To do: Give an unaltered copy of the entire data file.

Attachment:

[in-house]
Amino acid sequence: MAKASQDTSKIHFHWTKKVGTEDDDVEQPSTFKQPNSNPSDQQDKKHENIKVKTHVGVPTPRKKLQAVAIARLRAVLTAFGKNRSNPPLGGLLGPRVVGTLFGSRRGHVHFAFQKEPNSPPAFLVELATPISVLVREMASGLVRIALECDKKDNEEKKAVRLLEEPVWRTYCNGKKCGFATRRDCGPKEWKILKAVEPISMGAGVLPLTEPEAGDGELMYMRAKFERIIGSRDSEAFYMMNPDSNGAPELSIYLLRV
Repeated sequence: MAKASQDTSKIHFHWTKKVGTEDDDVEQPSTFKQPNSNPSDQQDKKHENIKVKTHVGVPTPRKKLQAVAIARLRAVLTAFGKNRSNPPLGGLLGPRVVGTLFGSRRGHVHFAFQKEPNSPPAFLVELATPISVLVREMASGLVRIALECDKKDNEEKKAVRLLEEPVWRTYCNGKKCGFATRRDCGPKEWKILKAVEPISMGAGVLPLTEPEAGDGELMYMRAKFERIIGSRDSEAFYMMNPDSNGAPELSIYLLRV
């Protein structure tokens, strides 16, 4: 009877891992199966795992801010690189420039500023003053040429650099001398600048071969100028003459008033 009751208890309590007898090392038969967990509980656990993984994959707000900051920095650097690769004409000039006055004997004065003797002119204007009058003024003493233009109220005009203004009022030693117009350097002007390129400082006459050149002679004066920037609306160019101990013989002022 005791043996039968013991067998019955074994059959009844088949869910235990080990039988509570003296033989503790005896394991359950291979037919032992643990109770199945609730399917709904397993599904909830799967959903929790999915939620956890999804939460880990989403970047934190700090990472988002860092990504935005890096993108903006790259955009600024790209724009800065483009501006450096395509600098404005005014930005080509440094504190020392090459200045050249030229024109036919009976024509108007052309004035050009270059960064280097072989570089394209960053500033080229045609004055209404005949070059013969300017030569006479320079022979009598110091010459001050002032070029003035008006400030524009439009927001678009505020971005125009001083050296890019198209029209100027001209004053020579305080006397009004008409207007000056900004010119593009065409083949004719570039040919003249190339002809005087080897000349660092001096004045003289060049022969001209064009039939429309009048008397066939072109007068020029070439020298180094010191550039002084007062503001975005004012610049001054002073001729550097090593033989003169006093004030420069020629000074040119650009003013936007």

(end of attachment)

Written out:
[in-house]
Amino acid sequence: MAKASQDTSKIHFHWTKKVGTEDDDVEQPSTFKQPNSNPSDQQDKKHENIKVKTHVGVPTPRKKLQAVAIARLRAVLTAFGKNRSNPPLGGLLGPRVVGTLFGSRRGHVHFAFQKEPNSPPAFLVELATPISVLVREMASGLVRIALECDKKDNEEKKAVRLLEEPVWRTYCNGKKCGFATRRDCGPKEWKILKAVEPISMGAGVLPLTEPEAGDGELMYMRAKFERIIGSRDSEAFYMMNPDSNGAPELSIYLLRV
Repeated sequence: MAKASQDTSKIHFHWTKKVGTEDDDVEQPSTFKQPNSNPSDQQDKKHENIKVKTHVGVPTPRKKLQAVAIARLRAVLTAFGKNRSNPPLGGLLGPRVVGTLFGSRRGHVHFAFQKEPNSPPAFLVELATPISVLVREMASGLVRIALECDKKDNEEKKAVRLLEEPVWRTYCNGKKCGFATRRDCGPKEWKILKAVEPISMGAGVLPLTEPEAGDGELMYMRAKFERIIGSRDSEAFYMMNPDSNGAPELSIYLLRV
């Protein structure tokens, strides 16, 4: 009877891992199966795992801010690189420039500023003053040429650099001398600048071969100028003459008033 009751208890309590007898090392038969967990509980656990993984994959707000900051920095650097690769004409000039006055004997004065003797002119204007009058003024003493233009109220005009203004009022030693117009350097002007390129400082006459050149002679004066920037609306160019101990013989002022 005791043996039968013991067998019955074994059959009844088949869910235990080990039988509570003296033989503790005896394991359950291979037919032992643990109770199945609730399917709904397993599904909830799967959903929790999915939620956890999804939460880990989403970047934190700090990472988002860092990504935005890096993108903006790259955009600024790209724009800065483009501006450096395509600098404005005014930005080509440094504190020392090459200045050249030229024109036919009976024509108007052309004035050009270059960064280097072989570089394209960053500033080229045609004055209404005949070059013969300017030569006479320079022979009598110091010459001050002032070029003035008006400030524009439009927001678009505020971005125009001083050296890019198209029209100027001209004053020579305080006397009004008409207007000056900004010119593009065409083949004719570039040919003249190339002809005087080897000349660092001096004045003289060049022969001209064009039939429309009048008397066939072109007068020029070439020298180094010191550039002084007062503001975005004012610049001054002073001729550097090593033989003169006093004030420069020629000074040119650009003013936007």